Life at the Bottom by Theodore Dalrymple
This is hands-down the most depressing book I’ve ever read. Part of the reason for this stems from the sheer depths of spiritual despair contained throughout the book; part of it stems from the gnawing realization that the same things are happening over here.
Dalrymple, in the several vignettes of the book is composed, paints an extraordinarily bleak picture of human behavior. He recounts how some of his patients attempt suicide: some in order to emotionally blackmail their spouse, some in order to escape from the meaningless of their life, some in order to escape from their families, and still others in order to attain certain privileges extended by the generous British welfare system. And this isn’t an uncommon or unintentional occurrence, either. His patients know exactly what they’re doing: they make sure to take a dose that is large enough to send them to the hospital but not large enough to kill them or cause lasting damage.
Law enforcement agencies don’t do anything at all. Dalrymple explains throughout the book that the police are often prevented from interfering, since that might trample on the rights of others. The criminologists are of the sort that thinks crime is caused by society, and that criminals are never at fault. As such, they bind policemen with inane rules that prevent them from ensuring order. They also criticize them for targeting minorities, even though minorities commit a disproportionately large number of the crimes. The police, in turn, target the innocent citizens who made the unfortunate mistake of defending themselves, their property, or the helpless. It’s a backwards system.
In addition, Dalrymple provides clear examples of how cultural relativism has destroyed the once great British nation. Because all cultures are equal, no one can judge or criticize those who deviate from societal norms, since those norms don’t truly exist anyway. This has led to the increasingly widespread abuse of women. Indian and Muslim immigrants go to Britain to have better opportunities. What they seem unable to realize is that the British culture that they self-righteously protest is the very culture that enabled them to have such opportunities in the first place. Instead of assimilating, they keep their own culture. This has led to arranged marriages, enforced by threat of punishment. Family pride is so strong among some minority cultures that refusal to comply carries with it a veritable death sentence. Dalrymple recounts one case where a man threatened to kill his wife because their daughter refused to get married to the man they arranged for her. Others have gone farther, and threaten to kill the daughter herself. But since everything is relative, law enforcement is expected to sit idly by.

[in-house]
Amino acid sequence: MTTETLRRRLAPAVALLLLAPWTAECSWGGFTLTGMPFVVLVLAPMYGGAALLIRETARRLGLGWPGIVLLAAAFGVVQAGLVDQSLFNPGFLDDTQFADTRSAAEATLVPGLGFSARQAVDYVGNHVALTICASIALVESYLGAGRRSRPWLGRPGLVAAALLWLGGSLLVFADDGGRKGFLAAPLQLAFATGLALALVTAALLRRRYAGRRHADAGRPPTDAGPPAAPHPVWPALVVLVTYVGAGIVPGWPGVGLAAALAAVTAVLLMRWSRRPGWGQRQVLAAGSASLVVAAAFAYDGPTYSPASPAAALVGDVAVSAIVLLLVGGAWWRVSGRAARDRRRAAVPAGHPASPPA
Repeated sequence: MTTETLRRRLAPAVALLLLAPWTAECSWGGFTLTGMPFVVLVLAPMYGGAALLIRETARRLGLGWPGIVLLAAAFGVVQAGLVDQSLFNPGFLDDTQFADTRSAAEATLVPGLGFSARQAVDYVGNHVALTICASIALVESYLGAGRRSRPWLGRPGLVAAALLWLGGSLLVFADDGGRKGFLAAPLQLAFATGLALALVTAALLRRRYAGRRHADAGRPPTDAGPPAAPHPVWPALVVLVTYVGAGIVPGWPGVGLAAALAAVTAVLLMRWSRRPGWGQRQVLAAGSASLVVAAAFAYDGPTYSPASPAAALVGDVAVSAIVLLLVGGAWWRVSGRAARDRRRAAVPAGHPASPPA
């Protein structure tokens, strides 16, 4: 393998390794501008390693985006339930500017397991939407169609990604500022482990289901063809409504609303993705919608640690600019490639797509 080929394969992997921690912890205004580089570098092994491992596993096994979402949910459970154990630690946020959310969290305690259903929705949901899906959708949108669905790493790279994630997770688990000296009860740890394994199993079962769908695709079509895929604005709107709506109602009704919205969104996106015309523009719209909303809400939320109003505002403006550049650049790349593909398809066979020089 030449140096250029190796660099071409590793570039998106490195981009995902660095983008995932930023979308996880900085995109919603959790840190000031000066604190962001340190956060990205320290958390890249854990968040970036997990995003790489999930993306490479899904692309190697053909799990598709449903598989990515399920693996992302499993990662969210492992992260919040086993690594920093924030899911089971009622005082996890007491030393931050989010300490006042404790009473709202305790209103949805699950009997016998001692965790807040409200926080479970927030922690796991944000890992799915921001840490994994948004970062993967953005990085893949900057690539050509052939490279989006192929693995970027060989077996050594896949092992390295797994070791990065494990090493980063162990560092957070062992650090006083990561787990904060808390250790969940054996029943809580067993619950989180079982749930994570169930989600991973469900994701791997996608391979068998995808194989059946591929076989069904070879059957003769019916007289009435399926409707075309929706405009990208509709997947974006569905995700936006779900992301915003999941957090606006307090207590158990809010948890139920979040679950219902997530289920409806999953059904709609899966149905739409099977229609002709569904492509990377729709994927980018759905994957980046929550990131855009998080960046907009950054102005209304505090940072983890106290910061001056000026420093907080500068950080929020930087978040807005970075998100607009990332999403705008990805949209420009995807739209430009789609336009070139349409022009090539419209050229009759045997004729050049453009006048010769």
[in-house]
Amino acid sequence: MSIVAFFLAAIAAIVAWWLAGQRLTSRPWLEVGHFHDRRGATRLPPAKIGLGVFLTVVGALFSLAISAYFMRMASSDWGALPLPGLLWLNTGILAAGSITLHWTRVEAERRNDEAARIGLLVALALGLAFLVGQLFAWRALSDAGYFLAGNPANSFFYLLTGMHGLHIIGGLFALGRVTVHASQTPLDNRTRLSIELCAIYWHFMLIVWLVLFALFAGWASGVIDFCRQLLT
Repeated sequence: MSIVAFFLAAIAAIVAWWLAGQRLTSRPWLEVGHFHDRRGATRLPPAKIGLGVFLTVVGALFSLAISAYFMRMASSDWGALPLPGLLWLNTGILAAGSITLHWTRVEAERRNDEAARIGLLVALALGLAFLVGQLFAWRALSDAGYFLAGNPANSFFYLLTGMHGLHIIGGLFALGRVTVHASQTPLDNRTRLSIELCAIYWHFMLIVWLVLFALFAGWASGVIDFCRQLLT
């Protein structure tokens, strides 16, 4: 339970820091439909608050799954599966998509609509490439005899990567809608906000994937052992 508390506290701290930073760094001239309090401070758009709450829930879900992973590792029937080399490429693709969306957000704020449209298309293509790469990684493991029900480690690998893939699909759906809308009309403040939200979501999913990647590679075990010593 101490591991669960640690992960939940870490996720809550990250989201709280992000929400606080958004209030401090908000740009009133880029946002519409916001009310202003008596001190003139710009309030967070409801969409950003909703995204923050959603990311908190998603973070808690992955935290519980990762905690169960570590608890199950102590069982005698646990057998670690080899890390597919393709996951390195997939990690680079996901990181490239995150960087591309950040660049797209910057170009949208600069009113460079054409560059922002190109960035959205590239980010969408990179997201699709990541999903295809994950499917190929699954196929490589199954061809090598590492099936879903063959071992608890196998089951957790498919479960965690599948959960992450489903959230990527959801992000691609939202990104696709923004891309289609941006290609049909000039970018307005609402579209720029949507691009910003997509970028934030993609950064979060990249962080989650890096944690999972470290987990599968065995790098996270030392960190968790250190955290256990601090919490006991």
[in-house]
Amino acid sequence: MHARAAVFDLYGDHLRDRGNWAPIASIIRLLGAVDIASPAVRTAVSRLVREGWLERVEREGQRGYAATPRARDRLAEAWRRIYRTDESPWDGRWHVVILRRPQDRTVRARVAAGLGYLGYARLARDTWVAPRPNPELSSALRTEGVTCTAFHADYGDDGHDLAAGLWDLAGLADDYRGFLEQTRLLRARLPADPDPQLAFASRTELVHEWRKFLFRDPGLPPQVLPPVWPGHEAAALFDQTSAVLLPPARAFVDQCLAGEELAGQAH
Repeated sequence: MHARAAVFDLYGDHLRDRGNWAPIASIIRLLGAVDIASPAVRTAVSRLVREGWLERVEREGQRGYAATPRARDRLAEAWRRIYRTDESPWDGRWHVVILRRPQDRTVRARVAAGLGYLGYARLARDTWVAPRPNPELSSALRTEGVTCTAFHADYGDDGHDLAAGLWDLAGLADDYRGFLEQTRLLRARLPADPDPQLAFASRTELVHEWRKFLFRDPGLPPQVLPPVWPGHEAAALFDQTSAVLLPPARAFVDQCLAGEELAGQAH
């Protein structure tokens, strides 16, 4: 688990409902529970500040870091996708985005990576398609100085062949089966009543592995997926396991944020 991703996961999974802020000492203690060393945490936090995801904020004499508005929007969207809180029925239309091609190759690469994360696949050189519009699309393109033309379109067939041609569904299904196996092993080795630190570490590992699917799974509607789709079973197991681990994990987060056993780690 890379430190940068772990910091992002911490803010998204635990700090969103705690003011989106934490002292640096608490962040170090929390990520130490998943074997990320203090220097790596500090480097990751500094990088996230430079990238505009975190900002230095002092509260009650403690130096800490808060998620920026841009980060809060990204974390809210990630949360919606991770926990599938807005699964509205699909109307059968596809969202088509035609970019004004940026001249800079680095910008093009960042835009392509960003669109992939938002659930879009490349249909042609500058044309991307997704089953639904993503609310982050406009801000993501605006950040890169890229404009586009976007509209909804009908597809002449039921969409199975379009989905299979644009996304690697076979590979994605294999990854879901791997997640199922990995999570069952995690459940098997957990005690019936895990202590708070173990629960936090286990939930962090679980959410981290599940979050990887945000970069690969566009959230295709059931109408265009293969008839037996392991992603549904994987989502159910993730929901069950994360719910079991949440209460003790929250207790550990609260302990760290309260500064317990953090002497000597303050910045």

But it isn’t like the underclass, as Dalrymple refers to those at the bottom, lacks the capacity for self-control. They certainly claim, to be sure. Their criminal behavior is treated like a disease to be cured; and no one is ever at fault for his or her own actions: society is always to blame. And yet, their criminal behavior is under control when they are in jail, when they face punishment or probation, when they are in public. Strangely, they seem perfectly able to exercise self-control when they have the incentive to do so. Far too often, though, they lack that incentive. They live in a nanny state, where one person’s problem is society’s problem.
Even worse, though, is the ignorance of the population. They have been schooled, yes, but they have never been educated. Moral relativism has crept into the classroom. Children aren’t expected to learn, since the bureaucrats in charge of education are more concerned about children’s self-esteem than they are about their development. It seems that the bureaucrats are unable to figure out the accomplishment drives self-esteem, not vice versa. And so the uneducated underclass doesn’t know when World War I occurred. They don’t know how to form a coherent sentence. In a word, they are unemployable. Understandably, their outlook is untiringly bleak. It should come as no surprise, then, that they deal with this by yielding to unrestrained hedonism. Ultimately, their life is waste, to be cursed by the productive from whom they steal.
The book is unrelentingly depressing. And you can’t put it down, because it’s a horror story, and you have to know how it ends. Even now, the grand experiment is still in progress, continuing its downward spiral. We already know how it ends.